All signs seem to be pointing to something possibly in the works between EchoStar (parent of DishNetwork) and DirecTV. I'm not sure you could call it a full fledged merger yet (which wouldn't be a bad idea IMHO)....but at least a teaming up on broadband service to fight the consumer eating dragon we all know as the cable companies. Whatever happens, hopefully it will take a bite out of cable companies gauging of consumers for their bundled broadband.... and offer a few more choices while initiating some sanity in the pricing CableCos offer now. If for no other reason than that the threat of stronger satellite backed competition might scare them a bit.

This tidbit was recently reported in the Rocky Mountain News stating that EchoStar Communications' Chief Executive Charlie Ergen has given the strongest indication yet that the satellite-television provider would team with larger rival DirecTV to establish a broadband service. DirecTV, whose controlling shareholder is Rupert Murdoch's News Corp., is working on technology that could allow it to offer services including phone and wireless high-speed Internet to homes and mobile devices. That would give satellite-TV providers a way to counter cable companies' bundle of video, high-speed Internet and phone service.

If you're interested in seeing what EchoStar offers for satellite services now.... you can peruse DishNetwork. If you're just interested in finding a satellite internet access provider for your area....you can use this search website to find and compare what may be available to you: Satellite Internet Access

Wednesday, March 15, 2006

Blackberry’s Stellar VoIP Moves...Look What's Coming

Om Malik of GigaOm ....one of my favorite technology writers....makes an interesting observation on Research In Motion's (RIM) efforts with Blackberry now that the patent case is behind them. Read on...I think you'll REALLY like it.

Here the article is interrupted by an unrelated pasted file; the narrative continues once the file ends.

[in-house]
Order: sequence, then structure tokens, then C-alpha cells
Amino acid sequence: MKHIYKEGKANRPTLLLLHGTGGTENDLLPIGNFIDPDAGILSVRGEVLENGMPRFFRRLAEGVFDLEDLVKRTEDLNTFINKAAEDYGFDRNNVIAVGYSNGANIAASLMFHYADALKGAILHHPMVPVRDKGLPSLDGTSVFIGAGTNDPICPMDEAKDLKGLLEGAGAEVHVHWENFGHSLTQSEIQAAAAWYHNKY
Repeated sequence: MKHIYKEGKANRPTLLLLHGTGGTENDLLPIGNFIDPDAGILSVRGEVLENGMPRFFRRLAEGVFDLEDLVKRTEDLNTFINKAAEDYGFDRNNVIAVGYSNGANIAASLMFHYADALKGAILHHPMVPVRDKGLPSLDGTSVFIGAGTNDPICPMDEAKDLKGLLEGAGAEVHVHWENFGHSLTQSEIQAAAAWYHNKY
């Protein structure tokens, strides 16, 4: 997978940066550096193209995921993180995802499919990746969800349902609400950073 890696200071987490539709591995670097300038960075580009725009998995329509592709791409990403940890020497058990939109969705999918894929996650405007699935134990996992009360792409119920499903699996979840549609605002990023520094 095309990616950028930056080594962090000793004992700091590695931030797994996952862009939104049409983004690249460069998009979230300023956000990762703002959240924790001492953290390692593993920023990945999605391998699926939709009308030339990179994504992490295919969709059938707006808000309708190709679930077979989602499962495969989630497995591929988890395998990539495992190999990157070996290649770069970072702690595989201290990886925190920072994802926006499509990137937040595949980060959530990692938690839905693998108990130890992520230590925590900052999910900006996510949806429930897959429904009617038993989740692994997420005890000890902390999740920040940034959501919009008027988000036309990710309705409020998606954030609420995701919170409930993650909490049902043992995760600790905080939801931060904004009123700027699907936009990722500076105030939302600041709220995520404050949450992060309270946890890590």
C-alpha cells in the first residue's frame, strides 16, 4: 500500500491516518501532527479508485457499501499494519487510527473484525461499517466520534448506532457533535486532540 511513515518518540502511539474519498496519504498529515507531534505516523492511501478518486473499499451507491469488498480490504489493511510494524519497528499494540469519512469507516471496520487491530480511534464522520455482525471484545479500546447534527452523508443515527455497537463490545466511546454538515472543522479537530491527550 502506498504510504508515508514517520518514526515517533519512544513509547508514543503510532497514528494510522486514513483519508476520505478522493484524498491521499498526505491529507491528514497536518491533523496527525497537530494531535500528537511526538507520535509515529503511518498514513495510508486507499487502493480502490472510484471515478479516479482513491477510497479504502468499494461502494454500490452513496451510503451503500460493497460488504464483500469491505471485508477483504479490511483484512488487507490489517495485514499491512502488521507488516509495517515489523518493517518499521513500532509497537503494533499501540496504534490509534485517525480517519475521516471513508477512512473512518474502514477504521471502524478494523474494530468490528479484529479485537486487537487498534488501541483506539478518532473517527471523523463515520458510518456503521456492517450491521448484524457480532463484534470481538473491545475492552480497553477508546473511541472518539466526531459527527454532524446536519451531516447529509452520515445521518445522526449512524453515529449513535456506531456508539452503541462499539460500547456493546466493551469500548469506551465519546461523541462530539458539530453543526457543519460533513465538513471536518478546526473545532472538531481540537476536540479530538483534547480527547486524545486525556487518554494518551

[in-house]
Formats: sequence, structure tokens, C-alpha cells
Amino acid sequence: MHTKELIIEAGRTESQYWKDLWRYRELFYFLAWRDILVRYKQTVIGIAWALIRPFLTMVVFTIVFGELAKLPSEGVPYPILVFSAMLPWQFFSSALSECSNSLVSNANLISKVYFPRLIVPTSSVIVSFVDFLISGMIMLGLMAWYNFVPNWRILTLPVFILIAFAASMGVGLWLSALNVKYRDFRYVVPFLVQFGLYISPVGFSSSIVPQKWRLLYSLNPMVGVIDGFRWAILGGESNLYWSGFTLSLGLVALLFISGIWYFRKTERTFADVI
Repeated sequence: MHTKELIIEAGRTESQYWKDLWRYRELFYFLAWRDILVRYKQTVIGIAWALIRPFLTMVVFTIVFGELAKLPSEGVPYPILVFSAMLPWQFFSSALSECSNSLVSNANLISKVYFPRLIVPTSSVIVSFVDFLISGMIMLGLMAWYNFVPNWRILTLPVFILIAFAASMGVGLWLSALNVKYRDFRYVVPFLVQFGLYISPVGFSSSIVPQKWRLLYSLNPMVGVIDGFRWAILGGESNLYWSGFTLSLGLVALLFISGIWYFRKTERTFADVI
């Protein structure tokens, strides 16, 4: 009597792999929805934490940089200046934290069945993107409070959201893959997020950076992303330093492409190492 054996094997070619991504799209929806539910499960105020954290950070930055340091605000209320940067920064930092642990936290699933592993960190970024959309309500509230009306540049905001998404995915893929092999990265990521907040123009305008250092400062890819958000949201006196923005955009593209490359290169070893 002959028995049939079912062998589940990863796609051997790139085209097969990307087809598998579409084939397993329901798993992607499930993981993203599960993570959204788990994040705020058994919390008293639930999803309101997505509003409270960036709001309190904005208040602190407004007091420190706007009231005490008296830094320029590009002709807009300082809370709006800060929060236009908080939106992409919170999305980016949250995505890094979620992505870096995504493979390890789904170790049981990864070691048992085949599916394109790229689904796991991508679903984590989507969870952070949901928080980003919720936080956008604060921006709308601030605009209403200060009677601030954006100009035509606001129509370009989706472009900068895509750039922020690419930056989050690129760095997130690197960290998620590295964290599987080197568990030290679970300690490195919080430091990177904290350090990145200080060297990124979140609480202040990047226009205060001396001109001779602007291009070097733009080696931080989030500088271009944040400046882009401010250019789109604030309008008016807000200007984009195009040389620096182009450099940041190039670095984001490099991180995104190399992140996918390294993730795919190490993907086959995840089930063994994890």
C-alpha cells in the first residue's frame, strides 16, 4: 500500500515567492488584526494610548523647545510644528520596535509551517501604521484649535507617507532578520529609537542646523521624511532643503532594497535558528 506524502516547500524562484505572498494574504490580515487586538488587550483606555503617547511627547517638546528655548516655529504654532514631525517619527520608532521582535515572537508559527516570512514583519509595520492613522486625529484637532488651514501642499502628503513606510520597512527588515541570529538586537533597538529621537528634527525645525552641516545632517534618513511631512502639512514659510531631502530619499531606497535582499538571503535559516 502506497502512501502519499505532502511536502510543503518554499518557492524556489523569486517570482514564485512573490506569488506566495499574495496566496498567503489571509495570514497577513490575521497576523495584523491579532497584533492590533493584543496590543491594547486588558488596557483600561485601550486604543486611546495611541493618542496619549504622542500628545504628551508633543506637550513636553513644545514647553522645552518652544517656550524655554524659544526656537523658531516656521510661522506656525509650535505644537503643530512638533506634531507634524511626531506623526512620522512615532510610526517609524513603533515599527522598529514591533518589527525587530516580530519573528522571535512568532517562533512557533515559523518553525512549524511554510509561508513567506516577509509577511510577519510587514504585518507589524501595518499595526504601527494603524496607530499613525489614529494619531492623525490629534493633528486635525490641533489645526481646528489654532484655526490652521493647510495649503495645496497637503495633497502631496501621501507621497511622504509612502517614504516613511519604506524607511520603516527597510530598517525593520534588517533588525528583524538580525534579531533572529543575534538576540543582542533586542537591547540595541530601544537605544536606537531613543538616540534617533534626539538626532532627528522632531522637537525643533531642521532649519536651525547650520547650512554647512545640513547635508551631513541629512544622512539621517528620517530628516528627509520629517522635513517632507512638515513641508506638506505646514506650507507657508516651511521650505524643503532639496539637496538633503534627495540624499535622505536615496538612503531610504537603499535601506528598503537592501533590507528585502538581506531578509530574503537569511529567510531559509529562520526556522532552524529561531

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"With the NTP-Patent Legislation overhang gone, Research In Motion, aka RIM is finally beginning to flex its muscles and play to its enterprise strengths. It just announced Google Talk for Blackberry in partnership with Google. (It apparently drops Google Talk chats right into the Blackberry Inbox.)

But that announcement is quite marginal compared to RIM’s acquisition of Ascendent Systems, a company that makes IP-based systems for large corporations, and can integrate tightly with existing PBX and IP-PBX telephony systems to “push” voice calls and extend desk phone functionality to mobile users on their wireless handsets, or any wireline phone. No terms were announced, but Alec Saunders thinks that it will be more than $20 million Ascendent raised from VCs.

From a Voice 2.0 perspective, this is a big deal. “Essentially, Ascendent transforms the Blackberry into a mobile desk phone, with the capability to forward, transfer, conference etc calls,” Alec says. In other words, the big boys are still talking convergence - Blackberry is doing it."

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If you haven't picked up your own Blackberry wireless device yet you're in luck. You can compare provider plans from 1 website as well as treat yourself to a free Blackberry with some of them.....all from this website: Blackberry Wireless Device. Shoot...with all the good stuff coming and the chance to get a Blackberry free....even if you do have one you could get another for a rainy day. Or a friend. Or a significant other. Or.... LOL

Monday, March 13, 2006